Singing Rachmaninoff’s Vocalise is tough enough but Korean diva Sumi Jo added one more by Ravel (inspired by the “Habanera”) in her Meralco Theater recital Feb. 7 and emerged doubly triumphant.
The pieces have no text and are sung to a vowel of the singer’s choice. In the Ravel Vocalise, the soprano’s vocal line was a revelation as she managed the scales, trills and staccato passages with aplomb. Pianist Najib Ismail was equally mesmerizing as he lived up to the piano part.
The recital covered rarely performed music from England, France and Italy, including a rarely heard Nocturne by Filipino composer Francisco Santiago interpreted with such deeply moving lyricism by Ismail.
She had two guests artists, flutist Tony Maigue and tenor Paul Dominique Galvez, who contributed to a well-balanced program rich in variety.
The recital opened with Benedict’s “Gypsy and the Bird” with stunning flute obbligato from Maigue.
There was such piquant elegant phrasing in Purcell’s “Music for a While” and returning with clear coloratura flourishes in Rossini’s “La Pastorella d’Alpi.”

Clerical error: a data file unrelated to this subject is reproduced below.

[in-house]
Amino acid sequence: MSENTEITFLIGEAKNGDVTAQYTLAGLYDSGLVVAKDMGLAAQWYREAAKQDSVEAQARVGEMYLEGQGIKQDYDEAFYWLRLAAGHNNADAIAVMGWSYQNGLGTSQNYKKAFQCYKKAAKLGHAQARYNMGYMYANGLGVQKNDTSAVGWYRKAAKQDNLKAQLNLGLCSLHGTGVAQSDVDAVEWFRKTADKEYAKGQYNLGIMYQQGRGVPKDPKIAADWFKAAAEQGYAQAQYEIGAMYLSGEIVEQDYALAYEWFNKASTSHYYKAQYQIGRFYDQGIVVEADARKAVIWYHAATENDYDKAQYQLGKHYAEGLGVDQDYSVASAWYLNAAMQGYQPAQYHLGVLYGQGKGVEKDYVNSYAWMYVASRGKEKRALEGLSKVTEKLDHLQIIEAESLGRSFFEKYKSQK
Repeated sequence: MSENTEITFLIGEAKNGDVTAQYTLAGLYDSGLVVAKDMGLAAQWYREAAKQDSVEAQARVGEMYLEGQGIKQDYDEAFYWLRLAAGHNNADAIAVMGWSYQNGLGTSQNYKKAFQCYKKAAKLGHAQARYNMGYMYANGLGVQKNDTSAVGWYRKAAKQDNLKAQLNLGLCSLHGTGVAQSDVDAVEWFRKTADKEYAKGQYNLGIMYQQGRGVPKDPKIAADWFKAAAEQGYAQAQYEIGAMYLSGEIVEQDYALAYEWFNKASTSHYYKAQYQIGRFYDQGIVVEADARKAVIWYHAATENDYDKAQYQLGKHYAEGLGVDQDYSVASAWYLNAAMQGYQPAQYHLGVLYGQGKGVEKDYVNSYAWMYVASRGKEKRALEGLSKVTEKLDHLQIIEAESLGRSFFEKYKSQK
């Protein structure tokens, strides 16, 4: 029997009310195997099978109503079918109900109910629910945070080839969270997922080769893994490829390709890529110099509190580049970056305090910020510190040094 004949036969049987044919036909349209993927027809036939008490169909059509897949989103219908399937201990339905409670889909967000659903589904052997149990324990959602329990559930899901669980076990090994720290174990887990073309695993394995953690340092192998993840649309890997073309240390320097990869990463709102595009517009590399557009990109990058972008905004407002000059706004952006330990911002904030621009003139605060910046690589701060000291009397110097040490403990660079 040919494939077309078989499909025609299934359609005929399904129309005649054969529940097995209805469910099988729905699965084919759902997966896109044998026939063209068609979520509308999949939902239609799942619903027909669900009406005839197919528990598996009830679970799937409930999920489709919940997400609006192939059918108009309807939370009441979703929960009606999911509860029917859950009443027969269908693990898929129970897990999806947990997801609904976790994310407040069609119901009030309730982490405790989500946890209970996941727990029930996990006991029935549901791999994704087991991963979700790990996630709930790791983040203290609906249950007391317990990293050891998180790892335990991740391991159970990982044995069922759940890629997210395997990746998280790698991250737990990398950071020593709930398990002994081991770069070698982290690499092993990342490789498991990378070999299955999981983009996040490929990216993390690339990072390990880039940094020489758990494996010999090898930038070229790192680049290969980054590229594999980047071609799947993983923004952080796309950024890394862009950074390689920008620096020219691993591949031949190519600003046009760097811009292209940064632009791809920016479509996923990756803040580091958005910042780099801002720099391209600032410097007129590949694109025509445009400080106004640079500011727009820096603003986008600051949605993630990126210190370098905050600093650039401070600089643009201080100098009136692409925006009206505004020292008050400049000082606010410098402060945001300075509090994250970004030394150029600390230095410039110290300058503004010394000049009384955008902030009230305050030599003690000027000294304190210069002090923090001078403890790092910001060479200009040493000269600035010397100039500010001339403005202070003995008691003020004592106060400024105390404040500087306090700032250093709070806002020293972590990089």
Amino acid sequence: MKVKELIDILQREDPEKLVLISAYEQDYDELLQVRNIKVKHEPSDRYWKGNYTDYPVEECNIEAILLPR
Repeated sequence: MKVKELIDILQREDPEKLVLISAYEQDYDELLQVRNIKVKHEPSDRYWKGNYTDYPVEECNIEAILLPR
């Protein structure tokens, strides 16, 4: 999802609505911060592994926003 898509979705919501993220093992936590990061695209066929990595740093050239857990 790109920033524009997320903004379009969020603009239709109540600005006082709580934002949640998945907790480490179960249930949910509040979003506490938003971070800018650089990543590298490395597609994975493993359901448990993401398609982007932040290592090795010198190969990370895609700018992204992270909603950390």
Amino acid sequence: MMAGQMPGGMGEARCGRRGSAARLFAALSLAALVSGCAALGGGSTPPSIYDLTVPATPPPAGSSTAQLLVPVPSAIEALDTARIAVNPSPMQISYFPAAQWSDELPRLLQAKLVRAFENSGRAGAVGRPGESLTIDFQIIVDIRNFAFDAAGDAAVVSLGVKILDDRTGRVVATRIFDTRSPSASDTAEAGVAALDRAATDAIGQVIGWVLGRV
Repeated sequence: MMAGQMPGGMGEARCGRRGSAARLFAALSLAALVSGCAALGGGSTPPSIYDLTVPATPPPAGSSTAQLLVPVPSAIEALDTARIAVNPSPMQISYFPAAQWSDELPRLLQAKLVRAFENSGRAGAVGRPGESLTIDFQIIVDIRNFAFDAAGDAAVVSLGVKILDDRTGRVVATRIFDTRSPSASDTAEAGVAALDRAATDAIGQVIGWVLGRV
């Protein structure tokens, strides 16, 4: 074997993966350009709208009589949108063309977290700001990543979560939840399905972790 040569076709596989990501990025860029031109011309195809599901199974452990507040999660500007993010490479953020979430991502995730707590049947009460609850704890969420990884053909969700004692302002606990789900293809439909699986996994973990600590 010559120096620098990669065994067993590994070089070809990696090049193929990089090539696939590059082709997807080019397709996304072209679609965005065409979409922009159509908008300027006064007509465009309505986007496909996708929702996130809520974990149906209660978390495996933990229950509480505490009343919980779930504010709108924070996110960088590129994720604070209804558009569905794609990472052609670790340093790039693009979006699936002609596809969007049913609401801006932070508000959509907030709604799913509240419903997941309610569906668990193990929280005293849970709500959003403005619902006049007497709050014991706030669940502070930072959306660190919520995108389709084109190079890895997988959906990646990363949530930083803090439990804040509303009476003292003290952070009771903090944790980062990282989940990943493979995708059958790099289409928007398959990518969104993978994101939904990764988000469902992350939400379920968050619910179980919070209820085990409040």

Galvez lived up to the part in Donizetti’s “Cuanto e’ Bella” from “Elisir d’Amore.”
She closed the program with “Sempre Libera” (from “La Traviata”) and drew more deafening applause that shook the theater.
It inevitably resulted in four encore numbers: “O Mio Babbino Caro” (from “Gianni Schicchi”); a Korean folksong in which accompanied herself; a hilarious number; Rossini’s “Duetto Buffo di Due Gatti” (“Humorous Duet for Two Cats”), which she rendered with the guest tenor; and Schubert’s “Ave Maria” which put the audience in a very prayerful mood.
From Purcell to Rossini, from Bellini to Donizetti, from Verdi to Rachmaninoff, Sumi Jo showed her audiences that singing was not just about operatic arias. The simple songs beautifully sang were just as delightful and gratifying.
Said music enthusiast Jenny Llaguno: “Her rendition of Puccini was so heartbreaking it’s like hearing it for the first time and being captivated for the first time.”
Journalist Alya Honasan: “What a beautiful, beautiful show by soprano Sumi Jo with flutist Tony Maigue, pianist Najib Ismael, and tenor Paul Galvez. What a gift! Her ‘O Mio Babbino Caro’ from Puccini made me cry!”
Film critic Mario Hernando said the Korean diva’s performance left no doubt that the singer was a true bel canto interpreter of the highest order.
Filmmaker Carlitos Siguion Reyna said: “It was a wonderful concert and it’s really great that she donated her services for the benefit of the NGO for the street kids. Her heart is as large as her talent and artistry.”—CONTRIBUTED